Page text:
Brown Wants New Anti-Business Agency
January 11, 2012
By LAER PEARCE
California lost about five and a half companies a week to other states in 2011, as the mass migration to avoid California’s hostile business environment grew. You would think a governor who is hungry for tax revenue — and California has one of the highest corporate tax rates in America — would do something to slow the tide, but Jerry Brown’s new budget proposal tells another story.
First, bureaucracies like the California Air Resources Board that are highly efficient in throttling businesses have nothing to fear in the new budget. Brown is all-in on CARB’s anti-global warming campaign, as AB 32 implementation is unscathed in the budget. Brown is not thinking about the war on greenhouse gases’ expected $180-billion-a year hit on the California economy; rather, he’s focused on the $1 billion in new 2012-2013 tax revenues he anticipates collecting under the state’s new cap and trade law.
But that’s just the tip of the supposedly rapidly melting iceberg. Tucked away in the “making government more efficient” section of the budget is a proposed new anti-business government bureaucracy, the Business and Consumer Services Agency, that should speed up the flight of employers from California.
Under Brown’s proposal, the Department of Consumer Affairs, the Department of Fair Employment and Housing and a handful of business licensing and inspection departments will be merged to form the new agency. Fair enough. Maybe they will be able to find some efficiencies. But the red flag for business owners is this: Into this amalgamation of bureaucracies that fundamentally see business as the enemy, Brown is dropping “the newly restructured Department of Business Oversight.”
Scan the list of 380 state agencies and you’ll find no Department of Business Oversight, so it appears this isn’t a case of restructuring an existing agency, but of creating an entirely new one. California’s already excessive amount of business oversight is one primary reason why CEO Magazine listed California as the worst state for business for the last four years in a row. Creating a new department tasked to impose yet more controls on business, and placing that department in an environment that’s already steamy with anti-business hubris, will only make things worse.
How anti-business are the foundational agencies of the new Business and Consumer Services Agency?
The Department of Consumer Affairs has 40 different regulatory entities like the Professional Fiduciaries Bureau, the Telephone Medical Advice Services Bureau and the Hearing Aid Dispensers Bureau, each responsible for regulating a segment of the California economy. Under a two-year initiative to increase the oversight it imposes, the department is seeking to quadruple the number of investigators on its staff and to add a new Deputy Director for Enforcement and Compliance.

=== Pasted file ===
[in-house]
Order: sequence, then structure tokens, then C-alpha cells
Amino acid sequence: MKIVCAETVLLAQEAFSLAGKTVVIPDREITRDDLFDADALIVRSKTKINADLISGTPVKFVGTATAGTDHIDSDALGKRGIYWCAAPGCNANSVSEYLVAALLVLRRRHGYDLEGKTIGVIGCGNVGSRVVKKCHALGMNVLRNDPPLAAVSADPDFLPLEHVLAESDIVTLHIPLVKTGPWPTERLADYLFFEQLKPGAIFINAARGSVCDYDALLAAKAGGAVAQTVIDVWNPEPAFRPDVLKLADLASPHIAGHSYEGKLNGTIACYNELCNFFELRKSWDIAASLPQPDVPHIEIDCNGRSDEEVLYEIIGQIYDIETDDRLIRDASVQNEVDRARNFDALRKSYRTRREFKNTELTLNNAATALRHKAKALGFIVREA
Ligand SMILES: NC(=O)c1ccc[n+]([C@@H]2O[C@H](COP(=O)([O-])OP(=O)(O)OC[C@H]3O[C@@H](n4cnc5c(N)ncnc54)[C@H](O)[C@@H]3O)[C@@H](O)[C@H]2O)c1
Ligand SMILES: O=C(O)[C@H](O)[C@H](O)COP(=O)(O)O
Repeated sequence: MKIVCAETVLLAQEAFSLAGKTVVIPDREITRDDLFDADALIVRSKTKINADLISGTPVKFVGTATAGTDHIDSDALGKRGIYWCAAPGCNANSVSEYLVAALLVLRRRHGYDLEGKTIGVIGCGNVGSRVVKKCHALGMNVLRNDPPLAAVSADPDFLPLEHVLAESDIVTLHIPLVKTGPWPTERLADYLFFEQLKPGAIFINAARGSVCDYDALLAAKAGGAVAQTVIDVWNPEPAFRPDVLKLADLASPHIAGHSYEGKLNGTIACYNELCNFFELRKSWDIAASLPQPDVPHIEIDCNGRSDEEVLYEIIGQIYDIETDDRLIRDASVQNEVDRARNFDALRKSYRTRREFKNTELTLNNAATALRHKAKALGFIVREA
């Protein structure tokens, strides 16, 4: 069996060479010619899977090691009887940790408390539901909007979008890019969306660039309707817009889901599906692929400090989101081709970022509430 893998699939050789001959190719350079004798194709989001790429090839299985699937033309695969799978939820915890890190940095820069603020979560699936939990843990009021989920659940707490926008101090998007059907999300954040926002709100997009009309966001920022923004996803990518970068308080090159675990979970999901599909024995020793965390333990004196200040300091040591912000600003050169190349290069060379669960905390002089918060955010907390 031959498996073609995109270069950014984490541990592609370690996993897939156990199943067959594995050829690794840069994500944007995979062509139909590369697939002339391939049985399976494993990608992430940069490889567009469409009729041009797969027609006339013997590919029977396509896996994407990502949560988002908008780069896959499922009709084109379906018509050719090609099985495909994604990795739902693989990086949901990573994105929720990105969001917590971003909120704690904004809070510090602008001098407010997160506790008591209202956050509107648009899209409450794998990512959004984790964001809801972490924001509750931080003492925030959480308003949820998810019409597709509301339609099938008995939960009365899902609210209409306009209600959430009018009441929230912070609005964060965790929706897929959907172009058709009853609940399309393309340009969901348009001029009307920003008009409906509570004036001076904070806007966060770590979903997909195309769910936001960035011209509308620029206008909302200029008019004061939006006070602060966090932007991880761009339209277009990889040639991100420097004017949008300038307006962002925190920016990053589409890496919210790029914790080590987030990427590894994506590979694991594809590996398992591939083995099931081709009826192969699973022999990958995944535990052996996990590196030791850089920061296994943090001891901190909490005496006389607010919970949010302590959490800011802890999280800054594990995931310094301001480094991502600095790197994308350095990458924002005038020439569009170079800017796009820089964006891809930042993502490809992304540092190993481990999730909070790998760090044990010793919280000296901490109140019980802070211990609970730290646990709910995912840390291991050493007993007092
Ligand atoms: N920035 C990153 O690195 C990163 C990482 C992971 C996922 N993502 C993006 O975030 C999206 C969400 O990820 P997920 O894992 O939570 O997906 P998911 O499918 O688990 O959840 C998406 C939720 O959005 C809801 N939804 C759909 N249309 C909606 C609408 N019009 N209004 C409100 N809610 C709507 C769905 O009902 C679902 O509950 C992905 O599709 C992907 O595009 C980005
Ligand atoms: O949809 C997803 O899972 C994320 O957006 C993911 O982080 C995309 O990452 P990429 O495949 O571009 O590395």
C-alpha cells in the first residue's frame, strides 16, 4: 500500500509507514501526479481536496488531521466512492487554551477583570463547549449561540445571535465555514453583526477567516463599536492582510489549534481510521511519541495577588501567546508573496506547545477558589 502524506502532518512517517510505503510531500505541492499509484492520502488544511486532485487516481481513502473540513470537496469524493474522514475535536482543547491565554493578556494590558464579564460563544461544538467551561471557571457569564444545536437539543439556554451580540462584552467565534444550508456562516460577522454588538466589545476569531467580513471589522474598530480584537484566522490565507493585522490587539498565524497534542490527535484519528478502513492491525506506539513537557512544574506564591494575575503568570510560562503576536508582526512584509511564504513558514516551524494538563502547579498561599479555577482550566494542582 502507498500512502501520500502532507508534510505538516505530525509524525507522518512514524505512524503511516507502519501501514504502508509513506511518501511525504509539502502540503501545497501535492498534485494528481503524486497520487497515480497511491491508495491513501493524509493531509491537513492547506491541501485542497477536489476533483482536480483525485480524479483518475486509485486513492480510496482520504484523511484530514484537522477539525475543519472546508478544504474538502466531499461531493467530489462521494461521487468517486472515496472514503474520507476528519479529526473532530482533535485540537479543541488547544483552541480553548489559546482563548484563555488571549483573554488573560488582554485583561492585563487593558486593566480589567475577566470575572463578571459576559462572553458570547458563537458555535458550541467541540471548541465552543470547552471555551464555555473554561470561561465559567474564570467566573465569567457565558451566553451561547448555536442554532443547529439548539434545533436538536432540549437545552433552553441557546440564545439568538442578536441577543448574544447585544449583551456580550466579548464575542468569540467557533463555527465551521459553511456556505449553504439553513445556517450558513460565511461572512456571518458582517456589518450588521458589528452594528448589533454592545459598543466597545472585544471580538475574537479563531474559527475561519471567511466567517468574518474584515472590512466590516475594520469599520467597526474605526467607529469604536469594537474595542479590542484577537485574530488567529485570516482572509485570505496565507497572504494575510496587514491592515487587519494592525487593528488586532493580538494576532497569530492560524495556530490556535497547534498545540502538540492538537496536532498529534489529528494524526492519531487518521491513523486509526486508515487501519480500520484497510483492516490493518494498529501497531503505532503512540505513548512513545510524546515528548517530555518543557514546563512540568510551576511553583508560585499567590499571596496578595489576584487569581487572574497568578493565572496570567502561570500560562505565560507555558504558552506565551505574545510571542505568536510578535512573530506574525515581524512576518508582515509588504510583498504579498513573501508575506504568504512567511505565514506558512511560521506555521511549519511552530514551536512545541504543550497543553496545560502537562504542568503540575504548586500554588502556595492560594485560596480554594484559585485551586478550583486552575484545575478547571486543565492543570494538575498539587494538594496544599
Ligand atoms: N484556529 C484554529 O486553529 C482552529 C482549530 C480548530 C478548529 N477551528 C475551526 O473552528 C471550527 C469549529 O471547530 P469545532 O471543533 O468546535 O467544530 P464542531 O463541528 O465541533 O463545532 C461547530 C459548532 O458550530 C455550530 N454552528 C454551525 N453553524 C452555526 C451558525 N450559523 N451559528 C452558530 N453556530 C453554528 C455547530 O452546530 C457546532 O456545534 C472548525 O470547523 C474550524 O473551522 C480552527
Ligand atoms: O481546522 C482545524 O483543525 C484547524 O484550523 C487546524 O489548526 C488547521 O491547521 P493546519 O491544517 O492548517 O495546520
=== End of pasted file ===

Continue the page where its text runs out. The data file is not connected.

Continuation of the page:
The Department of Fair Employment and Housing opens about 4,000 new cases a month where a business, landlord or lender is charged with discrimination — 195,000 cases in total in 2010. If a complaint goes forward, the department’s attorneys represent the complainant at no charge, and the average settlement against businesses, once charges are filed, is $40,000.
Certainly, there are scoundrels out there, along with bigots and guys who don’t know where to keep their eyes, hands or comments, and any state needs agencies to corral them. But Brown appears to be up to much more with his new super-agency. This new agency would assuredly go well beyond that charter, creating new opportunities for the attorneys that feed off of California businesses — attorneys who gave well over $1 million to Brown’s election campaign in 2010.
If California had a pro-business governor, his budget would have proposed a new pro-business department. That we have instead a new Department of Business Oversight in a new Business and Consumer Services Agency tells us a lot about the kind of governor — and the kind of state — we have.
Laer Pearce, a veteran of three decades of California public affairs, is completing a book on California’s impending collapse, “Crazifornia: Tales from the Tarnished State.”